Following the announcement last week that Mark Hurd, CEO of HP, was forced to resign over a sex scandal, we look at tech's most notorious CEOs and just what they did to be given the chop.

The tech industry couldn't hide its surprise last week when HP chief Mark Hurd resigned.

Hurd's move came after a sexual harassment charge against him was disclosed. However, Hurd is just the latest in a long line of tech CEOs forced to resign due to scandal.

It's actually been a bit quiet on the tech CEO scandal front of late, whereas the early and mid-2000s were full of apologies and resignations in light of various financial crimes, with insider trading and backdating of stock options being all the rage.

Here's a rundown of the most notorious cases:

Bernard Ebbers, WorldCom CEO

Ebbers, the so-called 'Telecom Cowboy' who famously built what became the second largest long distance company in the US through a series of acquisitions (including that of MCI and that almost included Sprint), resigned in April of 2002 amidst a financial scandal that resulted in the shamed executive going to prison.

Ebbers, who started in business running a chain of motels in Mississippi, was convicted of falsely inflating the carrier's revenue and stock price. At the age of 65, Ebbers reported to the Oakdale Federal Correction Complex in Louisiana to serve a 25 year sentence for his role in WorldCom's $11bn accounting scandal.

John Rigas, Adelphia CEO

Rigas was one of the founders in 1952 of Adelphia, which became one of the largest cable companies in the US and a growing player in telecommunications before its bankruptcy filing in 2002.

Rigas resigned as CEO in 2002 after being charged with security violations that wound up taking down what had grown from a successful family business into a public company way over its management team's head. During court proceedings, details emerged of how the company made up numbers to give to investors and lenders (and hid $2.3bn in debts) while spending lavishly on cars and personal services. Not only did Rigas wind up going to jail for his crimes, but so did son Timothy, who had been Adelphia's CFO.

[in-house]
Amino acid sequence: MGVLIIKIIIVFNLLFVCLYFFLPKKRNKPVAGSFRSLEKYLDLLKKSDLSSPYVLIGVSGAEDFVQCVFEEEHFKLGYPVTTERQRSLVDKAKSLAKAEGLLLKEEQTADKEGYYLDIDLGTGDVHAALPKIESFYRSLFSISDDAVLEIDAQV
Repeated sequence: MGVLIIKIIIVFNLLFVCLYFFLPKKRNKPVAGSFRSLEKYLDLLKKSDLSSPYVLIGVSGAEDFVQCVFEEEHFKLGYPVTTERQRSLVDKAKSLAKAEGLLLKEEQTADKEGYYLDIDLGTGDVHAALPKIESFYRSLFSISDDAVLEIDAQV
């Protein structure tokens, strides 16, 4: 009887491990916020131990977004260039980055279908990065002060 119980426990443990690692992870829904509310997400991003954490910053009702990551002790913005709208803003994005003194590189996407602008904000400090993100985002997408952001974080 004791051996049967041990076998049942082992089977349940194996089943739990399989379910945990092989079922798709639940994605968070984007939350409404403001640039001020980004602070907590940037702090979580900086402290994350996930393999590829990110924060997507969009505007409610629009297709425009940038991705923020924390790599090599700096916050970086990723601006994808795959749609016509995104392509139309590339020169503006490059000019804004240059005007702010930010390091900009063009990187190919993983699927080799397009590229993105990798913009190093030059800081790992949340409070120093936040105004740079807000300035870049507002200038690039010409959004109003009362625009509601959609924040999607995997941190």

Time Warner Cable and Comcast wound up with much of Adelphia's assets.

Robert McCormick, Savvis CEO

CEO Robert McCormick resigned in late 2005 after American Express filed suit claiming it was owed money stemming from a $241,000 bill McCormick allegedly rung up at the New York topless club Scores about two years before. Savvis said at the time it investigated the matter and that McCormick "did not submit the charges in question to Savvis for reimbursement and that Savvis has not made any payment to American Express related to the charges."

A negotiated settlement was announced by the parties in 2006. While McCormick's issue paled in comparison to others on this list, the nature of it earned him disproportionate attention.

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